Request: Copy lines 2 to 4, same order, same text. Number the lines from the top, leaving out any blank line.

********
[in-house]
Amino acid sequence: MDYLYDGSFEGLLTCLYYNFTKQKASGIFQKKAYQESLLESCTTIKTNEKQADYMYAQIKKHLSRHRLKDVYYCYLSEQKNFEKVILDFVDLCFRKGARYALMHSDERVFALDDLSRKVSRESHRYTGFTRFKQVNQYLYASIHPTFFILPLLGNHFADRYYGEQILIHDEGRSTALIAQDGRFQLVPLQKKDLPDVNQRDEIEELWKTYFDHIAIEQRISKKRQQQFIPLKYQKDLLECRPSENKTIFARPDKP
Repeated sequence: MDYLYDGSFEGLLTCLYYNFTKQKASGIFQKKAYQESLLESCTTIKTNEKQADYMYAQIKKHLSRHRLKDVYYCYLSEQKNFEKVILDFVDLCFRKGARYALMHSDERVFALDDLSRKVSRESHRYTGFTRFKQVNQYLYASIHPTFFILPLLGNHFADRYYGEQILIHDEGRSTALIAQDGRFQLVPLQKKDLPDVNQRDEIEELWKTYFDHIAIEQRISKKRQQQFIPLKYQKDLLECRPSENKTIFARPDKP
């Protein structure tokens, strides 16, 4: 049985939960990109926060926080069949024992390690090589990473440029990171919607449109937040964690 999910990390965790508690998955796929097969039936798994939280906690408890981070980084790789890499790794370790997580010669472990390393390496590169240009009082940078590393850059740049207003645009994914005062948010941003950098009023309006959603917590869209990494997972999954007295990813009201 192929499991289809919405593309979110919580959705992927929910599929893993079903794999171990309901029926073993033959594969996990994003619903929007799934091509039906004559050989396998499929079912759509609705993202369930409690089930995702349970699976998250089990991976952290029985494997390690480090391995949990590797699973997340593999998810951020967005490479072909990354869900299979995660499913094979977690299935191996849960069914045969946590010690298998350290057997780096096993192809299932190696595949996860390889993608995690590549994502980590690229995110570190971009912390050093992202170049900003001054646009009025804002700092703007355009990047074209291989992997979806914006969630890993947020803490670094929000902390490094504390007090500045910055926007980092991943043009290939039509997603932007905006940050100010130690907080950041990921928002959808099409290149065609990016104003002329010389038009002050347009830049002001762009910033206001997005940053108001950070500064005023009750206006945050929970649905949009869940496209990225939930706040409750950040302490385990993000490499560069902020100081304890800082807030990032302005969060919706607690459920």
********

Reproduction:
Amino acid sequence: MDYLYDGSFEGLLTCLYYNFTKQKASGIFQKKAYQESLLESCTTIKTNEKQADYMYAQIKKHLSRHRLKDVYYCYLSEQKNFEKVILDFVDLCFRKGARYALMHSDERVFALDDLSRKVSRESHRYTGFTRFKQVNQYLYASIHPTFFILPLLGNHFADRYYGEQILIHDEGRSTALIAQDGRFQLVPLQKKDLPDVNQRDEIEELWKTYFDHIAIEQRISKKRQQQFIPLKYQKDLLECRPSENKTIFARPDKP
Repeated sequence: MDYLYDGSFEGLLTCLYYNFTKQKASGIFQKKAYQESLLESCTTIKTNEKQADYMYAQIKKHLSRHRLKDVYYCYLSEQKNFEKVILDFVDLCFRKGARYALMHSDERVFALDDLSRKVSRESHRYTGFTRFKQVNQYLYASIHPTFFILPLLGNHFADRYYGEQILIHDEGRSTALIAQDGRFQLVPLQKKDLPDVNQRDEIEELWKTYFDHIAIEQRISKKRQQQFIPLKYQKDLLECRPSENKTIFARPDKP
């Protein structure tokens, strides 16, 4: 049985939960990109926060926080069949024992390690090589990473440029990171919607449109937040964690 999910990390965790508690998955796929097969039936798994939280906690408890981070980084790789890499790794370790997580010669472990390393390496590169240009009082940078590393850059740049207003645009994914005062948010941003950098009023309006959603917590869209990494997972999954007295990813009201 192929499991289809919405593309979110919580959705992927929910599929893993079903794999171990309901029926073993033959594969996990994003619903929007799934091509039906004559050989396998499929079912759509609705993202369930409690089930995702349970699976998250089990991976952290029985494997390690480090391995949990590797699973997340593999998810951020967005490479072909990354869900299979995660499913094979977690299935191996849960069914045969946590010690298998350290057997780096096993192809299932190696595949996860390889993608995690590549994502980590690229995110570190971009912390050093992202170049900003001054646009009025804002700092703007355009990047074209291989992997979806914006969630890993947020803490670094929000902390490094504390007090500045910055926007980092991943043009290939039509997603932007905006940050100010130690907080950041990921928002959808099409290149065609990016104003002329010389038009002050347009830049002001762009910033206001997005940053108001950070500064005023009750206006945050929970649905949009869940496209990225939930706040409750950040302490385990993000490499560069902020100081304890800082807030990032302005969060919706607690459920």